Finally, we have Khayem’s pick for February:

My February suggestion is a lovely little instrumental ditty by Australian musical collective Architecture In Helsinki. One Heavy February is the opening song of their debut album (Fingers Crossed) from 2003, just under a minute long but with a fun video. 

He goes on to say:

I own a different version from 2008 on the Like It Or Not EP. No video for this one (though an image pops up around 0:38) but it’s a veritable extended club banger, with a handy run through of the calendar towards the end, all done in under three minutes. That’ll blow the cobwebs away! 

It certainly will Khayem, so thanks for suggesting that Australian collective with a Scandinavian capital in their name. Having just looked it up they apparently got their name after cutting up a newspaper and re-arranging the words. Was it a Finnish newspaper I wonder.

So, that brings our February edition to a close. All new songs for me apart from the Barbara one but regulars to this place would probably have expected that. A lot of sad songs amongst them, but personally I’ve quite enjoyed February this year. In the Celtic calendar, Spring starts on the 1st of February (Imbolc, written about here), and the lighter nights and flowers in my garden would attest to that.


Imbolc was one of the cornerstones of the Celtic calendar, as the success of the new farming season was of great importance. Winter stores of food were getting low and rituals were performed to ensure a steady supply of food until the harvest six months later. This year, it seems that however many rituals are performed, supermarkets are still going to be low on supplies of certain fruits and vegetables. All to do with climate change and politics though. Compared with what the people of Ukraine have been through over the last year I think we can forego our raspberries and cucumbers this month without too much complaint.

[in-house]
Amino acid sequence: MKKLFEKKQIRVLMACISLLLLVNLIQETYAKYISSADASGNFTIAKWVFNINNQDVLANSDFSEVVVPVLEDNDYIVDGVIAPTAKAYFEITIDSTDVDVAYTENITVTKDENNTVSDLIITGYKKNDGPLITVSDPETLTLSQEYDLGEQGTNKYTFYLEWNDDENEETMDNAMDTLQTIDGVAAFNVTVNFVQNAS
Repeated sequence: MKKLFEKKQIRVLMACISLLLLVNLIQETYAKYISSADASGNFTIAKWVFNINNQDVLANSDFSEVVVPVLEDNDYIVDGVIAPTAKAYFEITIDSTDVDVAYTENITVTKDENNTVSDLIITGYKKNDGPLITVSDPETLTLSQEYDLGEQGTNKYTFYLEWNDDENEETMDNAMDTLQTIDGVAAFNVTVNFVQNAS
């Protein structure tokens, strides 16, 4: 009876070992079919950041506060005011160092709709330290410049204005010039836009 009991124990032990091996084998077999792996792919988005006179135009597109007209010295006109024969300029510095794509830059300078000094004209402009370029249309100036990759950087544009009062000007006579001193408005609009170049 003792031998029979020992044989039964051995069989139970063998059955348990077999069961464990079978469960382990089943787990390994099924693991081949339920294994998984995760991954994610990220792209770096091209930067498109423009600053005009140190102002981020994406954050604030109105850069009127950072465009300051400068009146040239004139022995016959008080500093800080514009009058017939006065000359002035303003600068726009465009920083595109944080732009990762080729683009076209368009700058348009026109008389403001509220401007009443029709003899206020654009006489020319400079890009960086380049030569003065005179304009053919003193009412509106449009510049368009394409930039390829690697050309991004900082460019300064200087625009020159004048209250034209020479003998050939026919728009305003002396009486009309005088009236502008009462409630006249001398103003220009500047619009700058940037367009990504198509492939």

Next month is definitely a Spring month (if you live in the Northern Hemisphere) and it also means we are now half way through this series. If you have any March songs you would like to see included, please add them to the comments boxes. I couldn’t do this one without you.

Until next time…

Xmas In February Lyrics
(Song by Lou Reed)

Xmas in February
Sam was lyin’ in the jungle
Agent orange spread against the sky like marmalade
Hendrix played on some foreign jukebox
They were praying to be saved
Those gooks were fierce and fearless
That’s the price you pay when you invade
Xmas in February

Sam lost his arm in some border town
His fingers are mixed with someone’s crop
If he didn’t have that opium to smoke
The pain would never ever stop
Half his friends are stuffed into black body bags
With their names printed at the top
Xmas in February

Sammy was a short order cook
In a short order black and blue collar town
Everybody worked the steel mill
But the steel mill got closed down
He thought if he joined the army
He’d have a future that was sound
Like no xmas in February

Sam’s staring at the vietnam wall
It’s been a while now that he’s home
His wife and kid have left, he’s unemployed
He’s a reminder of the war that wasn’t won
He’s the guy on the street with the sign that reads
“Please help send this vet home”
But he is home
And there’s no xmas in February
No matter how much he saves